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[whatwg] Issues with Web Sockets API

From: Drew Wilson <atwilson@google.com>
Date: Mon, 27 Jul 2009 13:44:37 -0700
Message-ID: <f965ae410907271344n1403b191s431ce2b743eaff57@mail.gmail.com>
On Mon, Jul 27, 2009 at 1:36 PM, Alexey Proskuryakov <ap at webkit.org> wrote:

> 27.07.2009, ? 13:20, Jeremy Orlow ???????(?):
>  I agree that this will help if the application sends data in burst mode,
>> but what if it just constantly sends more than the network can transmit? It
>> will never learn that it's misbehaving, and will just take more and more
>> memory.
>> An example where adapting to network bandwidth is needed is of course file
>> uploading, but even if we dismiss it as a special case that can be served
>> with custom code, there's also e.g. captured video or audio that can be
>> downgraded in quality for slow connections.
>> Maybe the right behavior is to buffer in user-space (like Maciej
>> explained) up until a limit (left up to the UA) and then anything beyond
>> that results in an exception.  This seems like it'd handle bursty
>> communication and would keep the failure model simple.
> This sounds like the best approach to me.
> 27.07.2009, ? 13:27, Drew Wilson ???????(?):
>  I would suggest that the solution to this situation is an appropriate
>> application-level protocol (i.e. acks) to allow the application to have no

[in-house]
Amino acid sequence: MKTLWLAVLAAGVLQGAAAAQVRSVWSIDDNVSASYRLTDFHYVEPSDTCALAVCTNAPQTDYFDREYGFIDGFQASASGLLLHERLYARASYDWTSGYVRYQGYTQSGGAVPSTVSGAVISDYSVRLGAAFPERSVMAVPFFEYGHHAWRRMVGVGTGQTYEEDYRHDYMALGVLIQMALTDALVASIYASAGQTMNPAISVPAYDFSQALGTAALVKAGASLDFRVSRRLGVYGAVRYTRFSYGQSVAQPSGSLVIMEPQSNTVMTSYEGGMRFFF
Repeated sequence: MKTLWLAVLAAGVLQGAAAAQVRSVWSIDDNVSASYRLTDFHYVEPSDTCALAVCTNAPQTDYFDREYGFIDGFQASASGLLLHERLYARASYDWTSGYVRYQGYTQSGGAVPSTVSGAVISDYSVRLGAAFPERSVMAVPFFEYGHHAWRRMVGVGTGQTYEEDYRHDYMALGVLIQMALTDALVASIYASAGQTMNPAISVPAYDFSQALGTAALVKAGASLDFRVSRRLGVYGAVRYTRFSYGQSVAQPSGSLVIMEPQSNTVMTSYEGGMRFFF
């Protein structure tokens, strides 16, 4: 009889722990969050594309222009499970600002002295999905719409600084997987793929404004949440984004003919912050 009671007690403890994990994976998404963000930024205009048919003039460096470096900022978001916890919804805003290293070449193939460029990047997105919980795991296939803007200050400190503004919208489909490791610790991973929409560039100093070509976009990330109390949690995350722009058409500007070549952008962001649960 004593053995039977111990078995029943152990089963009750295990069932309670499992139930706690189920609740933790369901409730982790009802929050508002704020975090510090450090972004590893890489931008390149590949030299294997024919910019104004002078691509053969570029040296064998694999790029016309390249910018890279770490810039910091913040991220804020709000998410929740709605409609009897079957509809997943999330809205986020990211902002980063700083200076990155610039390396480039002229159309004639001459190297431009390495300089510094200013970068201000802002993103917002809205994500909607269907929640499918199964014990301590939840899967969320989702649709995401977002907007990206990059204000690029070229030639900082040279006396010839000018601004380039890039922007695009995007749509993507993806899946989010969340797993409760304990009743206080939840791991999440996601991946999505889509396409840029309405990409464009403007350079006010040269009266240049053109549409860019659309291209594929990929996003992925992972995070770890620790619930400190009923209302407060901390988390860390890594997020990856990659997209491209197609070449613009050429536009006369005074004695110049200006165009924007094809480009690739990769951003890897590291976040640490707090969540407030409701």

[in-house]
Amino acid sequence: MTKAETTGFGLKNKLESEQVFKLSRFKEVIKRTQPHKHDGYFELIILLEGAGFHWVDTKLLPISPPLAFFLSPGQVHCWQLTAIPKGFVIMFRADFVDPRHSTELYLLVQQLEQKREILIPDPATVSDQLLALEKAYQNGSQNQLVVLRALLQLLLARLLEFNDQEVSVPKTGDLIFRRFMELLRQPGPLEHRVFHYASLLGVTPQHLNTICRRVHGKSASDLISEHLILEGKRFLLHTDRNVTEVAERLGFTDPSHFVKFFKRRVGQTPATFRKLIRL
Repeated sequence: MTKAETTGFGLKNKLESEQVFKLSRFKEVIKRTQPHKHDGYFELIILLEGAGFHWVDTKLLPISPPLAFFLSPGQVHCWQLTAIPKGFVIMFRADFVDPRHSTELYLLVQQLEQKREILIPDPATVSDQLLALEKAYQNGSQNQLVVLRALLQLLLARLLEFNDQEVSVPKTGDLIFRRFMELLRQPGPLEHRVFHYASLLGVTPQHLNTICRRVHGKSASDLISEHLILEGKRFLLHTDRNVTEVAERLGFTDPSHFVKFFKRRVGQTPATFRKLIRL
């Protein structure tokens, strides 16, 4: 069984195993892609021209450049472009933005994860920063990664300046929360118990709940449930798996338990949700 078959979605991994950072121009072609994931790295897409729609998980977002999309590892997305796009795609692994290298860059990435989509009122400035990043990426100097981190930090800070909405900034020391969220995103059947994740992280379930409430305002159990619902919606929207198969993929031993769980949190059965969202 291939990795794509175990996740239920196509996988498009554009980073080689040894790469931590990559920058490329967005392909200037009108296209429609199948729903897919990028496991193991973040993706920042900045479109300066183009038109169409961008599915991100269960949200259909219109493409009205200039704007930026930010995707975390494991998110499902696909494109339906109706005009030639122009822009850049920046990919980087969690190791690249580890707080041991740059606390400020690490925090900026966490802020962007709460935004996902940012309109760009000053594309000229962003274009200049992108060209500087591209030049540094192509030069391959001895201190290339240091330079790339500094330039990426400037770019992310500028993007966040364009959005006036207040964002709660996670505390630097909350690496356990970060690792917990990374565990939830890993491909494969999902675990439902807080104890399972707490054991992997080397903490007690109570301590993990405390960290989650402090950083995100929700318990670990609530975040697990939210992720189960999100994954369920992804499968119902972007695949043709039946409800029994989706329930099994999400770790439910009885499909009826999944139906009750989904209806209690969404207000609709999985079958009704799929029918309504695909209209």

>> more than (say) 1MB of data outstanding.
>> I'm just afraid that we're burdening the API to handle degenerative cases
>> that the vast majority of users won't encounter. Specifying in the API that
>> any arbitrary send() invocation could throw some kind of "retry exception"
>> or return some kind of error code is really really cumbersome.
> Having a send() that doesn't return anything and doesn't raise exceptions
> would be a clear signal that send() just blocks until it's possible to send
> data to me, and I'm sure to many others, as well. There is no reason to
> silently drop data sent over a TCP connection - after all, we could as well
> base the protocol on UDP if we did, and lose nothing.

There's another option besides blocking, raising an exception, and dropping
data: unlimited buffering in user space. So I'm saying we should not put any
limits on the amount of user-space buffering we're willing to do, any more
than we put any limits on the amount of other types of user-space memory
allocation a page can perform.

> - WBR, Alexey Proskuryakov
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